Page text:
September 1, 2000
Something for nothing
© 2000, Douglas E. Welch
In the past I have cautioned against working for free once you have established your computer career, but there are times, especially when you are working as an independent consultant, where giving possible clients a free sample of your services might just be a way to build your business. Below are a few examples for marketing yourself without giving away everything you know.
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A popular method for programmers to sell their software has been the shareware concept. This allows computer users to download software and only pay for it if they continue to use the software. While the honor system probably isn't the way to become a millionaire, it can allow you, as a programmer, to build a dedicated base of users who might eventually be persuaded to purchase a more fully featured and expensive commercial version of the product. It can also assist in the important task of building your own reputation as a programmer.
People who sell services, consultants, trainers, etc., can use this shareware concept to help build your business. You certainly don't want to give away all your expertise, but merely give potential clients an idea of your skills and expertise.
A little taste
One example from my own life was a series of free Introduction to Internet classes I provided at my local library branch. These classes started out as simply a volunteer project. I quickly found out, though, that the class was generating clients for my training and consulting services. I wasn't trying to sell my services at all, but often had several people ask me if I was available to help them with their computer problems at their office or home. Even this "no sell" method generated at least 1 client each week and sometime many more. If I had pursued more of a sales angle during these classes I think I could have easily generated many more hours of work. Not only did it feel good helping people out, but I was also able to make a few dollars for myself. I consider this a nearly perfect arrangement.
While it may seem a bit crude to describe it this way, this type of marketing is much the same as that used at your local warehouse store. They offer a small taste of the new quiche, barbecue sauce, convenience food, etc., in hopes of enticing you to buy. There is a reason they spend the time and money to do this it works!
So what can you do to build your client base? First, if you are a computer trainer or consultant, you can use my example above. Find a good location that will allow you to do a class or question & answer session. You will want to find a location that caters to the clientele you are trying to reach. I tend to work with a lot of seniors so the library was a good fit for me. You might try a local coffee bar, bookstore or similar establishment.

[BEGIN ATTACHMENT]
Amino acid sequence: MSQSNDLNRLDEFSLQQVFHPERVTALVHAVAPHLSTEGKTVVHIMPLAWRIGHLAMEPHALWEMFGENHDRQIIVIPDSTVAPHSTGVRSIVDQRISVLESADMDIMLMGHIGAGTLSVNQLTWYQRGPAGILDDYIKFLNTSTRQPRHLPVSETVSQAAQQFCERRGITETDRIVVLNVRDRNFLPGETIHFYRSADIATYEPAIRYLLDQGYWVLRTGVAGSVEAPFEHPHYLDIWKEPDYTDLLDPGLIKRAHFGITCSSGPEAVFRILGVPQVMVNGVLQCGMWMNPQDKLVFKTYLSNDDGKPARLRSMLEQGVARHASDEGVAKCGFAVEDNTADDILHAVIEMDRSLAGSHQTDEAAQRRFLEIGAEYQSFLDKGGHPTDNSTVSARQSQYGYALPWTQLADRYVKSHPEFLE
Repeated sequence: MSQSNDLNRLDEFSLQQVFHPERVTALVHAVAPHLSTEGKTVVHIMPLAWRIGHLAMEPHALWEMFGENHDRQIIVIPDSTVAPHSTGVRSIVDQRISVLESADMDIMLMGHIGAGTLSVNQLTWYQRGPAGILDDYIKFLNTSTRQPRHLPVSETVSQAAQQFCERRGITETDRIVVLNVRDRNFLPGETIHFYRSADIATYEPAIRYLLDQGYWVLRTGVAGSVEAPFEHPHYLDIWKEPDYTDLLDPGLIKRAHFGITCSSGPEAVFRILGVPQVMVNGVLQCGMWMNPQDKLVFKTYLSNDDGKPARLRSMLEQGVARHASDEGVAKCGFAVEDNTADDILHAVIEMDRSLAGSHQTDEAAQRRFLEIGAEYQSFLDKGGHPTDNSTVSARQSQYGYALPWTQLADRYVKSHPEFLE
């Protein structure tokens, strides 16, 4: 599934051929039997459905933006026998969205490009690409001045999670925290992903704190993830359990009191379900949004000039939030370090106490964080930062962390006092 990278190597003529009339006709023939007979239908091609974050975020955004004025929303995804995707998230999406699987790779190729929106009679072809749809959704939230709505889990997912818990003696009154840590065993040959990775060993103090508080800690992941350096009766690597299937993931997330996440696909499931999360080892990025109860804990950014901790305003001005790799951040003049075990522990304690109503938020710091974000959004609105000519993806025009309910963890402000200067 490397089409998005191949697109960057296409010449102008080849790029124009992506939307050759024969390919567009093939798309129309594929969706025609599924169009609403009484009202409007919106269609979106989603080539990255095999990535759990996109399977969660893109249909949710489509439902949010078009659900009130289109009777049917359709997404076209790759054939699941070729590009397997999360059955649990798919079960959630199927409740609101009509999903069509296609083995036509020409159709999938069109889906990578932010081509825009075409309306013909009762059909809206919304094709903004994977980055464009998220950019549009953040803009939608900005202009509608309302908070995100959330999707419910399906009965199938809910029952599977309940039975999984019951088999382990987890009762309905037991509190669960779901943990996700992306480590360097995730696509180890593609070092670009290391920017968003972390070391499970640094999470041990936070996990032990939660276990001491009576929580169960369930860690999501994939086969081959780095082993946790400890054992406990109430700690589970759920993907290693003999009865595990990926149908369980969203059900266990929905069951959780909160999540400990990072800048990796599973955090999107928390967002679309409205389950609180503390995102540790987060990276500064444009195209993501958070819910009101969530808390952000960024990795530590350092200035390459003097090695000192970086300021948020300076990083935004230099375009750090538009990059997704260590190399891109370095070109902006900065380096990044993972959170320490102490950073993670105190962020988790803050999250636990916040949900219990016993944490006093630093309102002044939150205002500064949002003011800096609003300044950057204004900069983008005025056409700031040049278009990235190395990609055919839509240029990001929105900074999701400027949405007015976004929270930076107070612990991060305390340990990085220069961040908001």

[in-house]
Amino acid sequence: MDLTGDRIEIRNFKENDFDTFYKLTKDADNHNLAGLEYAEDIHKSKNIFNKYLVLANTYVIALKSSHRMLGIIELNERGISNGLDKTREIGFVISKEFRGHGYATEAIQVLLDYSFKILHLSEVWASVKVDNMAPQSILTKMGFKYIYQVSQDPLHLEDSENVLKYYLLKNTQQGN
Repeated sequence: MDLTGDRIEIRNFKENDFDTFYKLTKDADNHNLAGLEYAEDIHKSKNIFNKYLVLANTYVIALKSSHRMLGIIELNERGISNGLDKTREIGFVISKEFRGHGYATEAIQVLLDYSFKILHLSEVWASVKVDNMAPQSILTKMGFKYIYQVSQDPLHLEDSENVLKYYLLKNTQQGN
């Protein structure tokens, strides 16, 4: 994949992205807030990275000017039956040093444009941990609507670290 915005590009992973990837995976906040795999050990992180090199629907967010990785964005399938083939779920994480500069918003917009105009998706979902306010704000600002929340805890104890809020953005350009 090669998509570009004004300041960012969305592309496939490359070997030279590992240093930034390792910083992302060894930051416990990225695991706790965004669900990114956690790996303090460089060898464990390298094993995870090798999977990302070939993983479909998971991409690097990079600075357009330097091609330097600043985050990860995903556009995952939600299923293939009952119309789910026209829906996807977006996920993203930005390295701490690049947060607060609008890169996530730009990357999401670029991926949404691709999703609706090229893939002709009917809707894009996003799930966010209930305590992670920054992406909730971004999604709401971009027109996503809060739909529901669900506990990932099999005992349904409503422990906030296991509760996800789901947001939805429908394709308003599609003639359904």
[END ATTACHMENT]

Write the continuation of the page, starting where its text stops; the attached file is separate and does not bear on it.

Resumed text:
If you are a programmer you might consider offering your skills to a non-profit organization for a reduced rate or even for free, if the project is a small one. In the past I have set up simple database and label systems as part of my volunteer work. It is possible they might have a small budget for projects like this so you can get paid a token honorarium, as well. Work such as this can result in a further professional relationship with the non-profit or recommendations to other groups and businesses who deal with the non-profit organization.
Web site design and maintenance is also in great demand. Teaching a small class on setting up a basic web site, or even just explaining how the web works gives you an opportunity to showcase your web design skills. If you are just starting out doing a few small jobs for free can help to build a portfolio that you can use to sell clients in the future. Again, don't overextend yourself by offering too much of your time. These types of arrangements should always be "win-win."
Finally, a short word on networking at parties and other social events. I am often asked computer questions, both large and small, when people find out I write about computers and technology. While I am more than happy to offer a few words of advice there comes a time when I simply hand the person a business card and tell them to give me a call to set up an appointment. This is sometimes hard for me to do, as I want everyone to have a good experience with their computer, but, like a doctor being asked for free advice, I have to draw the line somewhere and so should you.
There is a world of clients out there who need the skills and expertise you offer. Sometimes you have to reach out and show them a sample of what you can do to be more productive with their computer. Don't be afraid to give away some free samples as long as you are giving to them to people whom you might one day turn into clients.
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Previous Career-Op Columns
September 3, 1999 Labor Day
September 1998 Skills You Need
September 9, 1997 Peeves, Pitfalls and Pickles: Part 2
Douglas E. Welch is a freelance writer and computer
consultant in Van Nuys, California. Readers can discuss career
issues with other readers by joining the Career Opportunities
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He can reached via email at email@example.com